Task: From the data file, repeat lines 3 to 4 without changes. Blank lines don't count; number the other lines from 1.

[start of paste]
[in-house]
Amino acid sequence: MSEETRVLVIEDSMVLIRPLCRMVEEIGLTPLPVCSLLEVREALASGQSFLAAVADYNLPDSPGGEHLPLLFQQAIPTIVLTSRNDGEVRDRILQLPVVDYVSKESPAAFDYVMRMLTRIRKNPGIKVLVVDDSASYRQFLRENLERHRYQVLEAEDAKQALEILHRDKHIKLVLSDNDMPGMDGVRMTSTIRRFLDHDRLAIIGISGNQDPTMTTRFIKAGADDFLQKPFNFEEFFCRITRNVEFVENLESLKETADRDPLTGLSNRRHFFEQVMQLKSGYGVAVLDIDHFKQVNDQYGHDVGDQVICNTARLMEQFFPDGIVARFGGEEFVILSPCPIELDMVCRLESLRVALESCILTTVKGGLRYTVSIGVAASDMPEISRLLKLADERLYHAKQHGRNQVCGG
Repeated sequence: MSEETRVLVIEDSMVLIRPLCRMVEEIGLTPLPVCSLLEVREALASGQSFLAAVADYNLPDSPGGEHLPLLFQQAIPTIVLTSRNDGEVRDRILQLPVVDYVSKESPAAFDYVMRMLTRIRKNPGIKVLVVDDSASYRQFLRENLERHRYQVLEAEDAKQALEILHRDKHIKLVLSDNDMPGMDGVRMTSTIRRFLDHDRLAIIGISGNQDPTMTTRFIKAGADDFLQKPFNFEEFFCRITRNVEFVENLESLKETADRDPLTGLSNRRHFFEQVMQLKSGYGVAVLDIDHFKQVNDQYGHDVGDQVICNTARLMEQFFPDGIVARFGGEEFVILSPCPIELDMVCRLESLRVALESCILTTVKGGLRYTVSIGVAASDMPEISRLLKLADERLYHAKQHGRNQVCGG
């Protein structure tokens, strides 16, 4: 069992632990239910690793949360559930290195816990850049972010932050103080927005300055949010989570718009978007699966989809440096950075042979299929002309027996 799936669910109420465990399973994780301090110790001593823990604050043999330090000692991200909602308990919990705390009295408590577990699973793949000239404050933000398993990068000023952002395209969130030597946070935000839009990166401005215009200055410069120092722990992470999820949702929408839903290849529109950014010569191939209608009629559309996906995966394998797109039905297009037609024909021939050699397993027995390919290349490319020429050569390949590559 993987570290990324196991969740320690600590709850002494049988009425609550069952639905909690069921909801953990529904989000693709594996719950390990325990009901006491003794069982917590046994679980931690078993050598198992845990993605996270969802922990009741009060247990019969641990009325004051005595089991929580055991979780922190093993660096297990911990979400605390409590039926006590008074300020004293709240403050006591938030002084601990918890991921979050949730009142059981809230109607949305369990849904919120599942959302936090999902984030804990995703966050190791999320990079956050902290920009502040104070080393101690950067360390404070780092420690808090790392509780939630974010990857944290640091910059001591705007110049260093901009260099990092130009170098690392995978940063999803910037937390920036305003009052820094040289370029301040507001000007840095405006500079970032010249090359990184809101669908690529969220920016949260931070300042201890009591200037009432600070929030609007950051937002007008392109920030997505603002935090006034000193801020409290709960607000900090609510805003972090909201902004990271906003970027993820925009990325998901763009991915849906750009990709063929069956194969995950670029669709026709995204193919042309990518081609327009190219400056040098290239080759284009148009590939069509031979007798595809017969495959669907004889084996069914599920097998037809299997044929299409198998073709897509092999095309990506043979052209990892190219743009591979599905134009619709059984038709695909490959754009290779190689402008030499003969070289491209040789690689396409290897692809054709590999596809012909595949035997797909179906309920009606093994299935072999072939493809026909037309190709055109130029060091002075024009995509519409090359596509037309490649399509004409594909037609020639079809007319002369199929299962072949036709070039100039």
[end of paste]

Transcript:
Repeated sequence: MSEETRVLVIEDSMVLIRPLCRMVEEIGLTPLPVCSLLEVREALASGQSFLAAVADYNLPDSPGGEHLPLLFQQAIPTIVLTSRNDGEVRDRILQLPVVDYVSKESPAAFDYVMRMLTRIRKNPGIKVLVVDDSASYRQFLRENLERHRYQVLEAEDAKQALEILHRDKHIKLVLSDNDMPGMDGVRMTSTIRRFLDHDRLAIIGISGNQDPTMTTRFIKAGADDFLQKPFNFEEFFCRITRNVEFVENLESLKETADRDPLTGLSNRRHFFEQVMQLKSGYGVAVLDIDHFKQVNDQYGHDVGDQVICNTARLMEQFFPDGIVARFGGEEFVILSPCPIELDMVCRLESLRVALESCILTTVKGGLRYTVSIGVAASDMPEISRLLKLADERLYHAKQHGRNQVCGG
């Protein structure tokens, strides 16, 4: 069992632990239910690793949360559930290195816990850049972010932050103080927005300055949010989570718009978007699966989809440096950075042979299929002309027996 799936669910109420465990399973994780301090110790001593823990604050043999330090000692991200909602308990919990705390009295408590577990699973793949000239404050933000398993990068000023952002395209969130030597946070935000839009990166401005215009200055410069120092722990992470999820949702929408839903290849529109950014010569191939209608009629559309996906995966394998797109039905297009037609024909021939050699397993027995390919290349490319020429050569390949590559 993987570290990324196991969740320690600590709850002494049988009425609550069952639905909690069921909801953990529904989000693709594996719950390990325990009901006491003794069982917590046994679980931690078993050598198992845990993605996270969802922990009741009060247990019969641990009325004051005595089991929580055991979780922190093993660096297990911990979400605390409590039926006590008074300020004293709240403050006591938030002084601990918890991921979050949730009142059981809230109607949305369990849904919120599942959302936090999902984030804990995703966050190791999320990079956050902290920009502040104070080393101690950067360390404070780092420690808090790392509780939630974010990857944290640091910059001591705007110049260093901009260099990092130009170098690392995978940063999803910037937390920036305003009052820094040289370029301040507001000007840095405006500079970032010249090359990184809101669908690529969220920016949260931070300042201890009591200037009432600070929030609007950051937002007008392109920030997505603002935090006034000193801020409290709960607000900090609510805003972090909201902004990271906003970027993820925009990325998901763009991915849906750009990709063929069956194969995950670029669709026709995204193919042309990518081609327009190219400056040098290239080759284009148009590939069509031979007798595809017969495959669907004889084996069914599920097998037809299997044929299409198998073709897509092999095309990506043979052209990892190219743009591979599905134009619709059984038709695909490959754009290779190689402008030499003969070289491209040789690689396409290897692809054709590999596809012909595949035997797909179906309920009606093994299935072999072939493809026909037309190709055109130029060091002075024009995509519409090359596509037309490649399509004409594909037609020639079809007319002369199929299962072949036709070039100039």